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Brahmins face reverse discrimination:WSJ

from the article:

On a salary of $100 a month, Mr. Parameswaran can’t
afford an apartment, so he sleeps in the classroom at night. “I am
suffering,” says the intense young man, using the exaggerated
enunciation of an English teacher. “Unfortunately, I was born as a
Although the role of Brahmins has never been
synonymous with accumulating wealth, many are affluent enough to
educate their children in the better private schools. On average,
members of the caste, who make up about 5% of India’s population of 1.1
billion, are better educated and better paid than the rest of Indian

The term Brahmin has come to be used globally to
describe those at the top of the heap with an attitude to match, as in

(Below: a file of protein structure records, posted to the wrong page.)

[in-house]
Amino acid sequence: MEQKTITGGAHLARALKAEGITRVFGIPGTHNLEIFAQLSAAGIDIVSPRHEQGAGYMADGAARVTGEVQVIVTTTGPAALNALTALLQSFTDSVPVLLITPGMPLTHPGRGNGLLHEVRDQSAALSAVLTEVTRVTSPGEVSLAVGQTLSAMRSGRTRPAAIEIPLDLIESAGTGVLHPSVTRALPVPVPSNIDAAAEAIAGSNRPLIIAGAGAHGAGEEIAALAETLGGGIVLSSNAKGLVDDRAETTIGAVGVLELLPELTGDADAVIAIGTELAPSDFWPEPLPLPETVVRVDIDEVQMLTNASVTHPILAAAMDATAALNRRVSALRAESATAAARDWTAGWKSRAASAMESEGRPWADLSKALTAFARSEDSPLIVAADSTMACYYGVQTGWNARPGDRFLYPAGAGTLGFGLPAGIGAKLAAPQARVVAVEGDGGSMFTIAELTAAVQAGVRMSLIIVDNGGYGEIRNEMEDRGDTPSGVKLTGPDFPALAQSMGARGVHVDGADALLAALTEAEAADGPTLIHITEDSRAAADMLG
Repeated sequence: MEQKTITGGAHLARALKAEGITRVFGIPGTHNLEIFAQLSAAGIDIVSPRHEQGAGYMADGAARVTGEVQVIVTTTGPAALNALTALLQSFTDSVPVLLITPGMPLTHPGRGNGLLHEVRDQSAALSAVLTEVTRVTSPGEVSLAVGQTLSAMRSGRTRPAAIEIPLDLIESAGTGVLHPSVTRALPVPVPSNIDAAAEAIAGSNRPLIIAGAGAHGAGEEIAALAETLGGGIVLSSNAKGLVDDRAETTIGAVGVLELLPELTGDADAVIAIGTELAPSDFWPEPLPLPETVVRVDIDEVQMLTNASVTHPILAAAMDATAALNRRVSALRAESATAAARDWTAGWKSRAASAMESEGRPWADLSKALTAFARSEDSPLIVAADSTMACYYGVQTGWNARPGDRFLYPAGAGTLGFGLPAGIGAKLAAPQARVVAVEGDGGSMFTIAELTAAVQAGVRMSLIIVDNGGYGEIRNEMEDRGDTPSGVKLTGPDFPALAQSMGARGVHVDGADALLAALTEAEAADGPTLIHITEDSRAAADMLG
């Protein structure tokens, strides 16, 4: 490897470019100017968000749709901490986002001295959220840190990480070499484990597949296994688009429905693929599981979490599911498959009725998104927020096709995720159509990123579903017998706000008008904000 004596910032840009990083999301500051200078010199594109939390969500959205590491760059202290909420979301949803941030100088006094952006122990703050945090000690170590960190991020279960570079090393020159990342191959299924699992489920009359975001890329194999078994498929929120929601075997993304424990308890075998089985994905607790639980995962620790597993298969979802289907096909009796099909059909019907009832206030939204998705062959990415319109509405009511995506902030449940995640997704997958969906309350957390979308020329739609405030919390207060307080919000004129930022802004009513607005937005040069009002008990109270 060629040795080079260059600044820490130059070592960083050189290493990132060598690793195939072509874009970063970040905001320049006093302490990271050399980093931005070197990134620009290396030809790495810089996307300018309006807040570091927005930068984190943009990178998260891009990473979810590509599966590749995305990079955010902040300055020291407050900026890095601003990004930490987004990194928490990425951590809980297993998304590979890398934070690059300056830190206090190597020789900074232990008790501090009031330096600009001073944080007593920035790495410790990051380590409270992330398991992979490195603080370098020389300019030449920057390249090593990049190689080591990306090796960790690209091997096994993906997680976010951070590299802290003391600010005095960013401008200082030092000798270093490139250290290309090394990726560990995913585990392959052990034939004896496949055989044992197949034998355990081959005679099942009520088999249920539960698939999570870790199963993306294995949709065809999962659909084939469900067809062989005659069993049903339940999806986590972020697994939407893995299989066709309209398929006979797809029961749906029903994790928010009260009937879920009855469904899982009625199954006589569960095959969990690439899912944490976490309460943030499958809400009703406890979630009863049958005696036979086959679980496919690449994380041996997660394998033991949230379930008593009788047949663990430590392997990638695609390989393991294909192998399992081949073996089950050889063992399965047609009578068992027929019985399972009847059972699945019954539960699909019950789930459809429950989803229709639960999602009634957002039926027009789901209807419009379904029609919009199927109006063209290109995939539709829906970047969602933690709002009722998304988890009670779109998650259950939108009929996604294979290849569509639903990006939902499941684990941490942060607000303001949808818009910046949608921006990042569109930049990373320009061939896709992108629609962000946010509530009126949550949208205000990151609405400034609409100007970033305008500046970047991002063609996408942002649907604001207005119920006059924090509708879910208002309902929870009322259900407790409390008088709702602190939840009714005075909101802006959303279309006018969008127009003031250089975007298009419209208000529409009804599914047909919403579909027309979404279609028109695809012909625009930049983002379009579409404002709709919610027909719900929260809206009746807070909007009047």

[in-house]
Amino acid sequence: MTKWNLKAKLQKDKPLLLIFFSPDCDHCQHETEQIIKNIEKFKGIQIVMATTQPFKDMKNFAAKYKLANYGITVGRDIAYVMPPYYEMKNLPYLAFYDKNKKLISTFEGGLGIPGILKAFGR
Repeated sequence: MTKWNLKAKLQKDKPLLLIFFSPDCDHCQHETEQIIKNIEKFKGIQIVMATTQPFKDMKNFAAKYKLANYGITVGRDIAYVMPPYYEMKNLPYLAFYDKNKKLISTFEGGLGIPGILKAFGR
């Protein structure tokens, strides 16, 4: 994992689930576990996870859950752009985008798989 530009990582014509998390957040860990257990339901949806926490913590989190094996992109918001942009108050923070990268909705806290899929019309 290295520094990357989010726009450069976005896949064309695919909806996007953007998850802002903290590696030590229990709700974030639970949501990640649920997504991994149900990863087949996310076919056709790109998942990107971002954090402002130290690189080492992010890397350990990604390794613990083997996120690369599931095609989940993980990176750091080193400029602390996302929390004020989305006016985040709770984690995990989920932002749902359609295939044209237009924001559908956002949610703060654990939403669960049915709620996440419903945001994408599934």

Boston Brahmins. Yet close to half of Brahmin households earn less than
$100 a month, according to the Center for a Study of Developing
Societies, a New Delhi think tank. For these Brahmins, the array of
state-mandated preferences for other groups present a high hurdle.
The reverse discrimination is rooted in Indian history
and politics. For decades, Brahmins were resented for their dominance
of the government, economy and culture. Indeed, political parties in
Tamil Nadu sprang from anti-Brahmin feelings. “If you see a Brahmin and
a snake, kill the Brahmin first” was an old slogan.


However this image also shows how the Brahmins are comparatively better compared to other castes, Muslims, Buddhists, Christians, Scheduled Castes and Scheduled Tribes.

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